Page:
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  • While cigarette use for high school students is at an all time low (8%), 21% of students in the United States report using e-cigarettes in the past month; the highest level to date. The use of e-cigarettes, or electronic cigarettes often called vaping, has increased tremendously for young people over the past few years, making health care professionals and parents question its potential harm on health.  This is unfortunate considering the hope that e-cigarettes could represent a less-harmful alternative to traditional cigarettes for current adult smokers.
    While cigarette use for high school students is at an all time low (8%), 21% of students in the United States report using e-cigarettes in the past month; the highest level to date. The use of e-cigarettes, or electronic cigarettes often called vaping, has increased tremendously for young people over the past few years, making health care professionals and parents question its potential harm on health. This is unfortunate considering the hope that e-cigarettes could represent a less-harmful alternative to traditional cigarettes for current adult smokers.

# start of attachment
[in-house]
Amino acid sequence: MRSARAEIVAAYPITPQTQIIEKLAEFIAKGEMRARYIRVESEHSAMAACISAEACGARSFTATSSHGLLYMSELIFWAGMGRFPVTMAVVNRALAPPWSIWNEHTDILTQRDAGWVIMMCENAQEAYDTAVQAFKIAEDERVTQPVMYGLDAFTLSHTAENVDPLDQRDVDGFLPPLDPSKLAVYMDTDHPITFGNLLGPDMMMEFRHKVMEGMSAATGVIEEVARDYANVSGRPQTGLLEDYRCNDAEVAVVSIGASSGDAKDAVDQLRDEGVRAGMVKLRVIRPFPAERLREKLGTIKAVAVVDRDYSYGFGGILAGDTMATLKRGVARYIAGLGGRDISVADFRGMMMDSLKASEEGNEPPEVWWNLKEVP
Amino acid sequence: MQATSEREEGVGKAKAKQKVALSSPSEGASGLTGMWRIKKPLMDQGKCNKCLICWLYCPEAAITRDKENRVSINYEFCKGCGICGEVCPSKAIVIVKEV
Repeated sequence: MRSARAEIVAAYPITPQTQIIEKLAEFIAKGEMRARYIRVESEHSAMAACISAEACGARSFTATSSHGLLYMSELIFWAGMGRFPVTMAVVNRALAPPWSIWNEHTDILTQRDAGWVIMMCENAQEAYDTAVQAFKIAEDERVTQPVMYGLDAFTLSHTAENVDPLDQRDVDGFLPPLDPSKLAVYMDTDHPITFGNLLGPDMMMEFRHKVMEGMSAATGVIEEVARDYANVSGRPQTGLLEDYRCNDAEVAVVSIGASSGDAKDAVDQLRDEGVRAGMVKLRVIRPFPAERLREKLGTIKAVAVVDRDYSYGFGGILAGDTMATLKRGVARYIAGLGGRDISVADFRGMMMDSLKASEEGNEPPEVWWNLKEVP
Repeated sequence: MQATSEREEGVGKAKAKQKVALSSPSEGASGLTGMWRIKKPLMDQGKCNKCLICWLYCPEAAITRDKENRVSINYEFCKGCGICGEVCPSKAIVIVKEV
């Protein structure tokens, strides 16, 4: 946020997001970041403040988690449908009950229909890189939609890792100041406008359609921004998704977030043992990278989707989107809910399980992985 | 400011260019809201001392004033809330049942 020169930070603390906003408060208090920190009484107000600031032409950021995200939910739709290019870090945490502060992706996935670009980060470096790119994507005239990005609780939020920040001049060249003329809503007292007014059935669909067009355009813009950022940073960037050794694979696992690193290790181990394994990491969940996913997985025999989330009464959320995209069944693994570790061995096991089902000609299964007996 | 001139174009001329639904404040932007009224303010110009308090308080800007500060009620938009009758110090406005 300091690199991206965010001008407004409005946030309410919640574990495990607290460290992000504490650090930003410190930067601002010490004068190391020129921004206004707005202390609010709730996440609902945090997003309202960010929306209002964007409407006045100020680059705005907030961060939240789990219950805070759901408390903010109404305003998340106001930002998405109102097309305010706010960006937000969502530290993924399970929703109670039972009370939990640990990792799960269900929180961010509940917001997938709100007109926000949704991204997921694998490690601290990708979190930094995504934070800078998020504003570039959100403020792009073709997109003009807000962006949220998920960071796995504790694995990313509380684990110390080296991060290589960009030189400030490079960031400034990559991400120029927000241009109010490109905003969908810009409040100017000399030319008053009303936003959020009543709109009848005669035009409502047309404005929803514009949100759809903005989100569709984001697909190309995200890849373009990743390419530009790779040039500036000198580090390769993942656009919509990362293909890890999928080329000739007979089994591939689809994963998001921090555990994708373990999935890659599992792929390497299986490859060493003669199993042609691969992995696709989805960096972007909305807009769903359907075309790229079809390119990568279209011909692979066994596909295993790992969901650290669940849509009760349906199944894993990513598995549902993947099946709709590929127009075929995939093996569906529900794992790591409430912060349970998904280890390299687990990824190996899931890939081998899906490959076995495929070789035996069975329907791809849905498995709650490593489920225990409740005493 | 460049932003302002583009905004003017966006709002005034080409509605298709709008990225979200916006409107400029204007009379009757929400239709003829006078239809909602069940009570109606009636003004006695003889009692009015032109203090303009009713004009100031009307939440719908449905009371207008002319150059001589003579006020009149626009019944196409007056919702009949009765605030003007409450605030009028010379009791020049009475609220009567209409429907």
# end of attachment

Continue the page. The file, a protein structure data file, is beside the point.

• Michael Steinberg, MD, MPH, professor of medicine at Rutgers Robert Wood Johnson Medical School and director of The Tobacco Dependence Program at the Rutgers University Center for Tobacco Studies, discusses the potential risks of e-cigarettes for teenagers, as well as the benefits for adults undergoing smoking cessation in a video produced by the medical school.
    Michael Steinberg, MD, MPH, professor of medicine at Rutgers Robert Wood Johnson Medical School and director of The Tobacco Dependence Program at the Rutgers University Center for Tobacco Studies, discusses the potential risks of e-cigarettes for teenagers, as well as the benefits for adults undergoing smoking cessation in a video produced by the medical school.
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